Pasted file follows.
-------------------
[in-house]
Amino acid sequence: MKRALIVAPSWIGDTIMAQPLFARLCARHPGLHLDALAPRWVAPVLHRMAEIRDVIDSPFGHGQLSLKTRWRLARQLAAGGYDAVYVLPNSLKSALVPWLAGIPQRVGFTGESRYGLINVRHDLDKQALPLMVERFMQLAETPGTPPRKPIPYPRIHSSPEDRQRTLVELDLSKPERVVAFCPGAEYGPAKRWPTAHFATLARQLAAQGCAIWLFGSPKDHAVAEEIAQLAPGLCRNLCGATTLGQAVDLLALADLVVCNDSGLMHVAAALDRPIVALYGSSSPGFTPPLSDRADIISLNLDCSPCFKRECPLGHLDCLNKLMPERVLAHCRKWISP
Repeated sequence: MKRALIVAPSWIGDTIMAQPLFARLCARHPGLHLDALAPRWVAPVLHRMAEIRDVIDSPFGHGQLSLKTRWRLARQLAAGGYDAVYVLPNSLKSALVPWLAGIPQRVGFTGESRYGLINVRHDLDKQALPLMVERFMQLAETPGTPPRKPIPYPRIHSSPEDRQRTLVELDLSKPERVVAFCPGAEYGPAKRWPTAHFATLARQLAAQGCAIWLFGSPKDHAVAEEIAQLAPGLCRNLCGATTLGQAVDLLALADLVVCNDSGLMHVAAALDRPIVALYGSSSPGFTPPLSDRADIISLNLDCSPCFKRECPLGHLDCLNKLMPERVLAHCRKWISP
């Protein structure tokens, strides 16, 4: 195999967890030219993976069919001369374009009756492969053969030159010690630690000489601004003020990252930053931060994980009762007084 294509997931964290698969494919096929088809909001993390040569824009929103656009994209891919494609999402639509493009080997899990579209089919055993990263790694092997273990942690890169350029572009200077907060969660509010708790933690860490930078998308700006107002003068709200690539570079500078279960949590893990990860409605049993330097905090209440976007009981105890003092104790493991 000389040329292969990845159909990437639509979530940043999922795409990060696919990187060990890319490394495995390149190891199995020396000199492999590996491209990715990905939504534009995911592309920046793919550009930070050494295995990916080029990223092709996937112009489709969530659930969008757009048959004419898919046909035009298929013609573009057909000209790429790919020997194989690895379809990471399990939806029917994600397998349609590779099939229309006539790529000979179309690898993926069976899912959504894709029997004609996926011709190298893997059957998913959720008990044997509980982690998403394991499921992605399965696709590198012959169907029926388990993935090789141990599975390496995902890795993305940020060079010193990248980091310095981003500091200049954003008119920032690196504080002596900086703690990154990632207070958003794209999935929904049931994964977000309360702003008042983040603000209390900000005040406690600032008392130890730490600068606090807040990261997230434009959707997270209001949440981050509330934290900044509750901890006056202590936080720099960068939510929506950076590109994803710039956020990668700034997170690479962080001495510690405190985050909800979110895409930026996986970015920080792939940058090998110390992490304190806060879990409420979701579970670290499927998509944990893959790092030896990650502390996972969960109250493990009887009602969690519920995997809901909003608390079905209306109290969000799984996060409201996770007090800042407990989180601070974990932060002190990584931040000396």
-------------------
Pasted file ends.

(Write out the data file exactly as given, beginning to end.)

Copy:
[in-house]
Amino acid sequence: MKRALIVAPSWIGDTIMAQPLFARLCARHPGLHLDALAPRWVAPVLHRMAEIRDVIDSPFGHGQLSLKTRWRLARQLAAGGYDAVYVLPNSLKSALVPWLAGIPQRVGFTGESRYGLINVRHDLDKQALPLMVERFMQLAETPGTPPRKPIPYPRIHSSPEDRQRTLVELDLSKPERVVAFCPGAEYGPAKRWPTAHFATLARQLAAQGCAIWLFGSPKDHAVAEEIAQLAPGLCRNLCGATTLGQAVDLLALADLVVCNDSGLMHVAAALDRPIVALYGSSSPGFTPPLSDRADIISLNLDCSPCFKRECPLGHLDCLNKLMPERVLAHCRKWISP
Repeated sequence: MKRALIVAPSWIGDTIMAQPLFARLCARHPGLHLDALAPRWVAPVLHRMAEIRDVIDSPFGHGQLSLKTRWRLARQLAAGGYDAVYVLPNSLKSALVPWLAGIPQRVGFTGESRYGLINVRHDLDKQALPLMVERFMQLAETPGTPPRKPIPYPRIHSSPEDRQRTLVELDLSKPERVVAFCPGAEYGPAKRWPTAHFATLARQLAAQGCAIWLFGSPKDHAVAEEIAQLAPGLCRNLCGATTLGQAVDLLALADLVVCNDSGLMHVAAALDRPIVALYGSSSPGFTPPLSDRADIISLNLDCSPCFKRECPLGHLDCLNKLMPERVLAHCRKWISP
């Protein structure tokens, strides 16, 4: 195999967890030219993976069919001369374009009756492969053969030159010690630690000489601004003020990252930053931060994980009762007084 294509997931964290698969494919096929088809909001993390040569824009929103656009994209891919494609999402639509493009080997899990579209089919055993990263790694092997273990942690890169350029572009200077907060969660509010708790933690860490930078998308700006107002003068709200690539570079500078279960949590893990990860409605049993330097905090209440976007009981105890003092104790493991 000389040329292969990845159909990437639509979530940043999922795409990060696919990187060990890319490394495995390149190891199995020396000199492999590996491209990715990905939504534009995911592309920046793919550009930070050494295995990916080029990223092709996937112009489709969530659930969008757009048959004419898919046909035009298929013609573009057909000209790429790919020997194989690895379809990471399990939806029917994600397998349609590779099939229309006539790529000979179309690898993926069976899912959504894709029997004609996926011709190298893997059957998913959720008990044997509980982690998403394991499921992605399965696709590198012959169907029926388990993935090789141990599975390496995902890795993305940020060079010193990248980091310095981003500091200049954003008119920032690196504080002596900086703690990154990632207070958003794209999935929904049931994964977000309360702003008042983040603000209390900000005040406690600032008392130890730490600068606090807040990261997230434009959707997270209001949440981050509330934290900044509750901890006056202590936080720099960068939510929506950076590109994803710039956020990668700034997170690479962080001495510690405190985050909800979110895409930026996986970015920080792939940058090998110390992490304190806060879990409420979701579970670290499927998509944990893959790092030896990650502390996972969960109250493990009887009602969690519920995997809901909003608390079905209306109290969000799984996060409201996770007090800042407990989180601070974990932060002190990584931040000396």